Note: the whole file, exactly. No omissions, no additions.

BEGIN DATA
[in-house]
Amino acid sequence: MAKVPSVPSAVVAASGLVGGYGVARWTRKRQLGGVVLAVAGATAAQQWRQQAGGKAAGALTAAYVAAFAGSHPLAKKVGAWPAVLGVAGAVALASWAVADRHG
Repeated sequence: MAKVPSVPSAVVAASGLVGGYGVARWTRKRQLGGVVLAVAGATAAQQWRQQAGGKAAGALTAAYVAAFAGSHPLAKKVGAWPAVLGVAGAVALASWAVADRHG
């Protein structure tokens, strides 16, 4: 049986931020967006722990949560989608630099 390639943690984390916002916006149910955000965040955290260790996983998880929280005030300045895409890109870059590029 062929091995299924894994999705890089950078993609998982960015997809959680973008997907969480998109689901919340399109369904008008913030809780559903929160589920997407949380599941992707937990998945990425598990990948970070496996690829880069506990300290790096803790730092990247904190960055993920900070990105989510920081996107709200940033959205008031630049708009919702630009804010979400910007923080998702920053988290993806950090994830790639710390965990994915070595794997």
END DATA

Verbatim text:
[in-house]
Amino acid sequence: MAKVPSVPSAVVAASGLVGGYGVARWTRKRQLGGVVLAVAGATAAQQWRQQAGGKAAGALTAAYVAAFAGSHPLAKKVGAWPAVLGVAGAVALASWAVADRHG
Repeated sequence: MAKVPSVPSAVVAASGLVGGYGVARWTRKRQLGGVVLAVAGATAAQQWRQQAGGKAAGALTAAYVAAFAGSHPLAKKVGAWPAVLGVAGAVALASWAVADRHG
């Protein structure tokens, strides 16, 4: 049986931020967006722990949560989608630099 390639943690984390916002916006149910955000965040955290260790996983998880929280005030300045895409890109870059590029 062929091995299924894994999705890089950078993609998982960015997809959680973008997907969480998109689901919340399109369904008008913030809780559903929160589920997407949380599941992707937990998945990425598990990948970070496996690829880069506990300290790096803790730092990247904190960055993920900070990105989510920081996107709200940033959205008031630049708009919702630009804010979400910007923080998702920053988290993806950090994830790639710390965990994915070595794997």